Milk production in the north-east of Scotland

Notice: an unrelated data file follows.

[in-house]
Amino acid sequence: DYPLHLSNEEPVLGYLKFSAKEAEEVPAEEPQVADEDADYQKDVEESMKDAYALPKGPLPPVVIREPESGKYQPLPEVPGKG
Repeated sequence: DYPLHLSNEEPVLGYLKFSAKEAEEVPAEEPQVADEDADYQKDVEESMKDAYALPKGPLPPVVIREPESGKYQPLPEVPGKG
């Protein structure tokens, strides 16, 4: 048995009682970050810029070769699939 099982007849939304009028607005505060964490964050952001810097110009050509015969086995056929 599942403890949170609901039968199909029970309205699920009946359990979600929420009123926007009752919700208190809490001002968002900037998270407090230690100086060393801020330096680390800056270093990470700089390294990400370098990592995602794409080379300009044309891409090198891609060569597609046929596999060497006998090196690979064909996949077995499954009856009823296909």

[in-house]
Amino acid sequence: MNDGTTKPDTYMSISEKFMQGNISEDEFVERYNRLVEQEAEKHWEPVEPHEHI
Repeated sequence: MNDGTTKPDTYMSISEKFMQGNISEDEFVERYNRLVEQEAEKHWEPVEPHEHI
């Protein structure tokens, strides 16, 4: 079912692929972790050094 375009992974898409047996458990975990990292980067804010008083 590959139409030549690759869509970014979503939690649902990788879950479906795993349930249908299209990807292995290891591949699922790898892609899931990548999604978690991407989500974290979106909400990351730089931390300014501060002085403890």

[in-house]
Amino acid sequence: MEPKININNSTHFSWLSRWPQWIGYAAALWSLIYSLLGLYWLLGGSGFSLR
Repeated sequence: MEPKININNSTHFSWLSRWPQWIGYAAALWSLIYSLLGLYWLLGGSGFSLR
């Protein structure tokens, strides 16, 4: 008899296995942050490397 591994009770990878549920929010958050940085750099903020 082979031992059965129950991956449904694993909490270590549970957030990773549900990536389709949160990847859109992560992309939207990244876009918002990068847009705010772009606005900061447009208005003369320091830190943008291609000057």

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<ul><li><p>ONE-DAY SYMPOSIUM </p><p>21st May, 1980, at the Royal Darroch Hotel, Aberdeen </p><p>Milk production in the north-east of Scotland By MAITLAND MACKIE </p><p>Mackies Aberdeen Dairy Co. Ltd., and Chairman, Aberdeen and District Milk Marketing Board, Aberdeen </p><p>The technical and economic factors influencing the production of milk on the farm in the area of Aberdeen and District Milk Marketing Board are described ond discussed. </p><p>A Sandhurst cadet sitting his final examination before passing-out as an officer and a gentleman was puzzled how to reply to the question: What is the role of cavalry in modern warfare? After chewing the end of his pen for some time he wrote The role of the cavalry in modern warfare is to add some tone to what otherwise would be an unseemly brawl. I no not mind my paper being compared to the useless cavalry, and even if it does not add tone to the meeting, I hope it will serve to remind us that the dairy industry starts with, and is dependent on, the farmer and his cow. Therefore this paper tends to be a description of the changes in milk production in the North- East as I have seen them. </p><p>Being totally parochial I define the North-East as being the three counties of Aberdeen, Banff and Kincardine, as that is the area of the Aberdeen &amp; District Milk Marketing Board, and the area I know best. Within that area I know my own experience best and therefore make no apologies if it appears to be too much a personal story. While on the whole, milk production in the North-East may well be taken as a microcosm of milk production in Scotland, there are essential differences between our area and the rest of Scotland. The main difference is that we operate in a much harder climate than much of the rest of the country. Although we have a reasonable rainfall of about 30 in/year, reasonably spread throughout the year, we have on the whole poorer soils with lower temperatures which, particularly in grass growing, force us to work that much harder to compete with our more fortunate fellow pro- ducers in the rest of the country. This applies even to our neighbours to the north where, by some curious kindness on the part of the Gulf Stream, Morayshire and parts of Inverness-shire have a totally different climate. So again I make no apology for restricting the talk to my own area. </p><p>The main effect of the climatic differences is very roughly to restrict our summer grazing for the milking cow by about a month compared with the average in the rest of the country. I have no intention of boring you with exact figures about producers, gallonages, etc: these are all available locally in the Reports of the Milk Agency from about 1928, the Milk Board from its inception in 1934, and nowadays can be looked at and compared with other areas in that very useful production, Dairy Facts and Figures published annually by the Federation of United Kingdom Milk Marketing Boards. </p><p>Arising from our climate and the lack of population with only one large town, Aberdeen, as a market for milk, it must be said at the outset that the North-East is not a dairying area. Until 1930, or thereby, most production of milk was naturally concentrated in areas like Udny and Skene, near enough to Aberdeen for economical transport </p><p>into the town, with scattered units throughout the area catering for the smaller towns and villages from Braemar on Deeside to Huntly on Donside, and for Peterhead and Fraserburgh at the other extremity of Aberdeenshire. In Aberdeen, although even in the 1920s there were pur- </p><p>chasing dairies, a very large proportion of the liquid market was supplied by producer-retailers disposing daily of their production direct to the good housewife from horse and cart and the swinging 20-gallon can ready to fill her jug brought out to the cart as it appeared on her street, or for the elite delivering a personal can often with the householders own name on a little brass plate soldered on to the can. In the rest of the area supply to the small towns and villages was almost solely by producer-retailers, with the help in the small villages of some supply from the crofters cow kept on the village croft land. </p><p>Consequently, compared with the rest of Scotland, we have always had a much bigger proportion of the milk handled by the Board, sold direct by producer-retailers. When I joined the Board in 1951 it was over 25 per cent and even today with a great reduction in the number of producer-retailers the proportion of milk sold by them is still around 15 per cent. It is largely because of the im- portance of the producer-retailer to our liquid sales in rural areas that the Aberdeen Board are perhaps more generous to them than other Boards in the size of the levy they pay. </p><p>I said I would not bore you with figures but the general picture from pre-war to today can be quickly understood. Pre-war some 700 producers sold about 12 million gal/year. Encouraged during the war and up to the early 1950s to produce more milk a smaller number (just over 600) pro- duced about 19 million gal, and today about one-third of that number (just over 200) produce some 25 million gal. That, I think, is a considerable record of progress: that 200 producers have produced almost 6 million gal more that 600 did. The result is, and there is no reason, given this platform, to be modest, that in our area we now have the largest average herd size in the UK, presently about 110 cows/herd. We have also consistently headed the league table for the production per cow. This has risen from the pre-war 700 gal/cow, to well over the 1,OOO gal mark. To be up to date 4,770 litres in 1978. Next in the league were our Inverness neighbours with 4,710 litres. It must say something for our producers who, as I have said, start off with some disadvantages of climate and soil and yet succeed to this extent. </p><p>Here it would be timely to say that on the whole the pro- ducers have not been great innovators themselves, but they have been quick to take advantage of the lead given elsewhere, often South of the Border. I would be the first </p><p>18 Journal of the Society of Dairy Technology, Vol. 34, N o . I . January 1981 </p></li><li><p>to acknowledge our indebtedness to Hosier, Paterson, Morrey, Roberts and now Moffat, as well as Robin Forrest in Scotland, he being the first to go for loose housing of the dairy cow. It is traditional for the Aberdeenshire farmer to go on safari to the south, and generally there has been some brave spirit willing to try out at home what impressed him on his journeys. </p><p>It may not be out of place to take a look at the enormous changes in milk production which have taken place, largely since the 1950s. The biggest change has, of course, been in housing and therefore the number of cows looked after by one man, Up to the end of the war we were like the rest of the country, housing our cows for the winter in byres in stalls of two cows each tied by the neck, in our case for seven months. Although I think I was the first in our area to abandon the system, I must say Im old- fashioned enough to look back with some nostalgic regret at no longer being able to go through the byre at night and see a row of well-groomed cows with their tails combed out and looking very comfortable in a nice bed of clean oat straw. No doubt it was wasteful of labour since 40 cows was thought to be the maximum one man could properly tend compared to the 100 or over which is quite common today. </p><p>Incidentally, my brother John was in America as a member of a group commissioned to study farm buildings and report to the Minister of Agriculture, just when I was in the middle of building a completely new steading to hold a hundred cows in courts bedded with straw centred round a new milking parlour. I got a postcard from him, hoping the building was going well, but informing me that the plans were now completely out of date. He was right of course, because as soon as I cut down my war-time acreage of cereals and grew more grass I then had not enough straw to keep the cows comfortable and clean. The system worked well but I soon changed from fully-bedded courts to half-bedded courts and a slatted area behind the feed troughs. This system also worked, saved about half the straw, but was still expensive in square-footage required per cow. The solution was of course the cubicle, and like most North-East producers, cubicles it was. </p><p>No change of this kind is without its problems and here the problem was what to do with the slurry. In addition to the cows we had intensive poultry and pig units, each pro- ducing massive gallonages of the awkward but valuable stuff. My solution was to pipe it around the farm and spray it on to the grass acreage and occasionally on stubble. It is messy and smelly stuff and spraying is not a popular job as you can imagine. We now remove the solids and spray the liquids, but better solutions may need to be found since at least near a village or town the non-farming households do not appreciate the smell of pig or cow or hen, or all three, permeating their breathing space for days a t a time. It may be that the prototype units used to produce methane may now, with high fuel prices, become economical to install. I can see us heating our houses and perhaps even fuelling our tractors from the waste material. It is at any rate an area worth more research, and I am glad that a good many of our Institutes and Colleges are in fact studying the subject. </p><p>The feeding of the cow, of course, is all important and I think the dairy farmers in the North-East were very quick to realize the importance of the grass crop. We were lucky to have that great enthusiast, the late Professor Martin Jones, as our specialist during and after the war. He above all others converted us from making bad hay three years out of four into making reasonable silage every year. Of course the plant breeders were introducing new strains of grass which improved output and palata- bility at the same time. While silage certainly replaced hay as the main winter food, for some years it also replaced </p><p>the turnip and indeed for many years I grew no turnips on the farm because of course in those days the neep required an enormous amount of hand labour from sowing time to harvesting. Now that the turnip job has been suc- cessfully mechanized the neep is back in favour both with the farmer and his cow. On grass seed mixtures we have also gone full circle from simple mixtures and practically no clover, back to something like the good William Find- lays Mixture, as recommended 60 years ago. Of course with the new strains we get better production helped along by applications of nitrogen undreamt of at that time. How- ever, again the price of nitrogen increases with the cost of fuel and we will no doubt come back to more reliance on clover to fix us some nitrogen free from the air. </p><p>On grazing methods I suspect our experience is similar to that in other parts of the country. We started with what became thought of as the lazy farmers method, of all the cows grazing the acreage of grass nearest the steading. We moved quickly to adopt the electric fence giving the cows a little bit of fresh grass every day with a back fence to rest the first portion grazed. Then we followed M. Voisson from France and had small paddocks permanently fenced, even dividing the cows into three groups with the best milkers getting the first days grazing with the poorest and dry cows getting the last days before the paddock was rested for re-growth and the cycle started again. The cow is a creature of habit and gets a bit confused not knowing where to go for lunch or supper, and so there is at least a movement back to set stocking which is certainly much easier both for man and beast. I believe the trials on the subject may well prove once again that grandpa knew a thing or two after all. </p><p>Having to keep our cows housed for some seven months of the year makes winter feeding all important. In this field, in common with producers everywhere, we are sub- ject to a profusion, and indeed a confusion, of advice on the best and most profitable method. Looking at the records and methods of the best producers in the area, I have come to the conclusion that there is no best method. Stock- manship and attention to some basic well-known principles still seem more important than being dogmatic about the various new theories on how to feed the dairy cow. </p><p>One advantage we did have in the North-East was, and is, that fortunately for the world we distil most of the worlds good whisky in the area. Of course we could not afford to drink much of the whisky, but we did appreciate being able to get a whiff of it by buying the distillers grains as wet draff straight from the distilleries: a very good feed which the cows love and lap up as if it were the end- product itself. With 4 lb draff equivalent to about 1 Ib barley with a much higher protein content, even a t todays price of around E17/ton at the source it is still a popular and economical part of our winter rations. A plentiful supply of draff has enabled many farms to increase their herd size with no more acres needed for silage or turnips. There was an unfortunate trend on the part of the distillers towards drying their draff, but with the high fuel costs I think that has become uneconomic and thankfully we are back to having a fair supply of the wet product which we and the cows like so much. </p><p>How, when, and how much, concentrates to feed has given rise up and down the country to more contradictory advice than anything else. The original advice from the scientific advisers to feed strictly according to yield was no doubt right when we weighed every cows milk daily or even weekly, but with so many recording only once a month, the allocation of concentrates strictly according to yield often accenuated a downward trend in yield when in fact it ought, for cows in the early part of their lactation, to have been corrected upwards in an attempt to get the real potential for milk out of the cow. With or without record- </p><p>Journd of the Society of Dairy Technology, Vol. 34, No . I , January 1981 19 </p></li><li><p>ing, the modern trend to lead feeding in the first weeks of the lactation must be a change in the right direction. For some time there was an insistence on the value of steaming-up the cow in the months before calving and although this no doubt has some value in it, the practice was overdone and led to many calving difficulties which are now avoided by returning to the stockmans eye as the judge of whether the dry cow is in good enough con- dition to carry a calf and have reserves for future milk production. However, with bigger herds of 100-300 cows, the stockmans eye is spread pretty thinly over that number of cows. The result is that now there is a trend towards treating groups of cows as individuals. Generally these groups will be newly calved cows getting lead-feed treat- ment and other groups being fed a less-concentrated ration on a declining scale a...</p></li></ul>